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Dec 21, 2014
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Seven Gifts Fo Yo Mama

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Chances are: she cooks the turkey, brings home the bacon, cleans the house and negotiates a cease fire between Israel and Hamas (way to go, Hillary!).

Gift Guide, Homepage Sub  •  Nov 22, 2012

Chances are: she cooks the turkey, brings home the bacon, cleans the house and negotiates a cease fire between Israel and Hamas (way to go, Hillary!).

Frankly, women that special deserve something better on their iPads than just the latest James Patterson.

IndieReader is here to help.  After all, what could be better than a stack of indie books for the holidays (well, maybe a 10-day, all-expense paid trip to Paris, but that’s another gift guide).

Spending the Holidays with People I Want to Punch in the Throat is a hilarious collection of essays by Jen Mann-Li, the woman who brings you People I Want to Punch In The Throat.com. It’s the antidote to all those annoying holiday have-to-dos that have somehow morphed into non-negotiable traditions.  Jen’s essays have a knack for voicing what many are secretly thinking, while her “good enough, half assed” approach to holiday expectations is refreshing—and hilarious—in a world of overachieving, self-congratulatory super moms (you know who you are).  We especially love the lecherous Kris Kringle in “Hey Santa, Keep Your Yuletide Log to Yourself” and the stomach-turning child protégés in “Annual Christmas Letters: Art of The Humble Brag”.

Down to You by M. Leighton, the “scorching tale of one girl and two brothers in a love triangle that’s not”, is for the mom who enjoys herself some hot romance.

It is also an IndieReader, New York Times and USA Today best seller that involves a girl working her way through college and—you gotta love this—twin brothers Cash and Nash Davenport.

“Both brothers make her heart tremble. Both brothers set her body on fire. She wants them both. And they want her.”  Doesn’t get much better than this.

 

One of the greatest things about indie books is the ability to create something that is uniquely the artist’s, and of course, potentially yours. And nowhere is that more the case than in the work of Erica Ekrem, whose small book arts and graphic design studio, Odelae, is a  located on Orcas Island off the coast of Washington State.

Odelae journals are born from the faded and timeworn materials that have survived from the early 1900s. Inspiration is discovered in old chests and bookstore salvage boxes. No longer valued or falling apart, Odelae reclaims what is remaining and revives it.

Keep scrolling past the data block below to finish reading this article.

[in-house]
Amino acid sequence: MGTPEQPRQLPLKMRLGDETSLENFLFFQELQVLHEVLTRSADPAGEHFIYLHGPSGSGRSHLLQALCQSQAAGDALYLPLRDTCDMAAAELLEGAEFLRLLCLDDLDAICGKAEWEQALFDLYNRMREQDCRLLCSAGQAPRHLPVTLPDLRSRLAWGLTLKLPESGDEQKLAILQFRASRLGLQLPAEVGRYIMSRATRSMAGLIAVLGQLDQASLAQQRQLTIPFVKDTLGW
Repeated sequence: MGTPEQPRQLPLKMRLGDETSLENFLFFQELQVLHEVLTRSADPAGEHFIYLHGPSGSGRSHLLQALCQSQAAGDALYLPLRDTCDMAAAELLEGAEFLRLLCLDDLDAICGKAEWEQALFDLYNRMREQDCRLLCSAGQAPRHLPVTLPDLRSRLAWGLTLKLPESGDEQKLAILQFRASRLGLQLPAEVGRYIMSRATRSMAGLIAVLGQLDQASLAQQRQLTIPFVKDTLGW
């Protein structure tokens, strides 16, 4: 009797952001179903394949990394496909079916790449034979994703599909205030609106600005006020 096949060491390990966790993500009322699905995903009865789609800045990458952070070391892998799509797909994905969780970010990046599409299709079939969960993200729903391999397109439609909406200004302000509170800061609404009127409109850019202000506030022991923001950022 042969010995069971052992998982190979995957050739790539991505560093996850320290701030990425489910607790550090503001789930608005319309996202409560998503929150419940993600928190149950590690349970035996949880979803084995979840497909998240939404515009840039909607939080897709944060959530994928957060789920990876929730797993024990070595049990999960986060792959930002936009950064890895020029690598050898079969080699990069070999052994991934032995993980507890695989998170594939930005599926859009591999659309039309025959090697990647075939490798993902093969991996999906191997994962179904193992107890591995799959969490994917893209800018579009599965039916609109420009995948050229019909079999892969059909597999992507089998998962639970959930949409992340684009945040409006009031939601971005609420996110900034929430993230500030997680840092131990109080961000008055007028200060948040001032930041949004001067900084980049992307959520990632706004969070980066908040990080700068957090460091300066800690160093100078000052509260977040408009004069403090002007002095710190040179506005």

After the fashion community embraced her “private and friendly” guides to Paris and Manhattan, Carole Sabas, a reporter in French Vogue’s New York bureau, set her sights on Brooklyn. “A borough that people like Kate Young, Freja Beha and Sophie Theallet all call home can’t be wrong, fashionably speaking, so I had to check it out for myself,”

The Brooklyn of Fashion Insiders, compiled by Sabas and her collective of stylish tipsters/borough residents — Maria Cornejo, Arizona Muse and T’s online editor, Jane Herman — is a portable handbook that celebrates and explores Kings County businesses and their cool, laid-back attitudes. “Even the celebrity tattoo artists are friendly,” Sabas says. (The guide’s cover art was created by Marc Jacobs’s inker of choice, Scott Campbell, who works in Williamsburg.)

Ketchup is a Vegetable and Other Lies Moms Tell by blogger Robin O’Bryant is a laugh-out-loud tale of motherhood.

Writer and mom of three, (born within the same four years!) O’Bryant addresses some very real and often hilarious topics such as breastfeeding behind your back, how to talk to your daughters about man parts, and how to write a good fish obituary. Nuff said.

Winner of the 2012 IndieReader Discovery Awards, Whole Latte Life, the polished debut novel by Joanne Demaio, is a satisfying exploration about the ruptured friendship between two middle-aged moms from Connecticut on a girls’ weekend in New York City (they normally meet at Whole Latte Life, their hometown coffee shop).

The prose is fluid, the characters are fully developed and there’s plenty to keep readers guessing until the very last pages. Demaio has penned a heartfelt portrait of two friends at the crossroads of their lives.

Stuff : The M (Group) Interactive Guide to Collecting, Decorating With, and Learning About, Wonderful and Unusual Things is the book equivalent of a macaroon, featuring the brilliant, bold designs, and intriguing collections in the beautiful interiors of author Carey Maloney, his partner, architect Hermes Mallea.

This one-of-a-kind interactive omnibus invites the reader inside the wonderfully diverse homes of impassioned collectors, detailing the wide variety of art and objects that go into the creation of M(Group)’s complex, richly layered, and beautifully orchestrated interiors.

Stay tuned next week when we’ll be suggesting  indie

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Keri English
Keri English is a native New Yorker with a penchant for pages both written and downloaded. Now a writer, editor and professor, Keri has also explored a bevy of mini career paths that have provided a wealth of literary ammo for the short story collection she is working on. Some of her favorite things include the scent of paper pages opened after a siesta on cedar shelves, blue Bic pens and black and white composition books. Keri's work has appeared in anthologies, newsletters, The Huffington Post, Indie Reader, Jezebel.com, USAToday.com, In the Powder Room and she blogs at kerialifeinwords.blogspot.com. Follow Keri on Twitter @WriteLoud